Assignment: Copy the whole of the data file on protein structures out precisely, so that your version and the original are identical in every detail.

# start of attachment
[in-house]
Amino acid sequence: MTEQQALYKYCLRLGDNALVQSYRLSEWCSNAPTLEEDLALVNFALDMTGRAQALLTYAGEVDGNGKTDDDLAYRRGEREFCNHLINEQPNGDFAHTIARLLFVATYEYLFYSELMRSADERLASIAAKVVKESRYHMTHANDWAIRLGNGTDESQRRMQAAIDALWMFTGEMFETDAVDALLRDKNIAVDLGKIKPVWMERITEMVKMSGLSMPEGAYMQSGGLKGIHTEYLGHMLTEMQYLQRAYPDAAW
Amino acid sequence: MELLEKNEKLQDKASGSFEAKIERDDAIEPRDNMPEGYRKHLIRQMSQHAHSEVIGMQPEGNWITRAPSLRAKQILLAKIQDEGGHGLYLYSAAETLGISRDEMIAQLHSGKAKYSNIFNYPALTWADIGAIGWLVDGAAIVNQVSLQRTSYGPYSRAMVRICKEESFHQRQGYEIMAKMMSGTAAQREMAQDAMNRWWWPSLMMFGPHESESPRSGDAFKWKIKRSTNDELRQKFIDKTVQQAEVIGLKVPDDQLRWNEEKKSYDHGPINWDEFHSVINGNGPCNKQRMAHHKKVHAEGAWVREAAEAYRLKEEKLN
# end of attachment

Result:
[in-house]
Amino acid sequence: MTEQQALYKYCLRLGDNALVQSYRLSEWCSNAPTLEEDLALVNFALDMTGRAQALLTYAGEVDGNGKTDDDLAYRRGEREFCNHLINEQPNGDFAHTIARLLFVATYEYLFYSELMRSADERLASIAAKVVKESRYHMTHANDWAIRLGNGTDESQRRMQAAIDALWMFTGEMFETDAVDALLRDKNIAVDLGKIKPVWMERITEMVKMSGLSMPEGAYMQSGGLKGIHTEYLGHMLTEMQYLQRAYPDAAW
Amino acid sequence: MELLEKNEKLQDKASGSFEAKIERDDAIEPRDNMPEGYRKHLIRQMSQHAHSEVIGMQPEGNWITRAPSLRAKQILLAKIQDEGGHGLYLYSAAETLGISRDEMIAQLHSGKAKYSNIFNYPALTWADIGAIGWLVDGAAIVNQVSLQRTSYGPYSRAMVRICKEESFHQRQGYEIMAKMMSGTAAQREMAQDAMNRWWWPSLMMFGPHESESPRSGDAFKWKIKRSTNDELRQKFIDKTVQQAEVIGLKVPDDQLRWNEEKKSYDHGPINWDEFHSVINGNGPCNKQRMAHHKKVHAEGAWVREAAEAYRLKEEKLN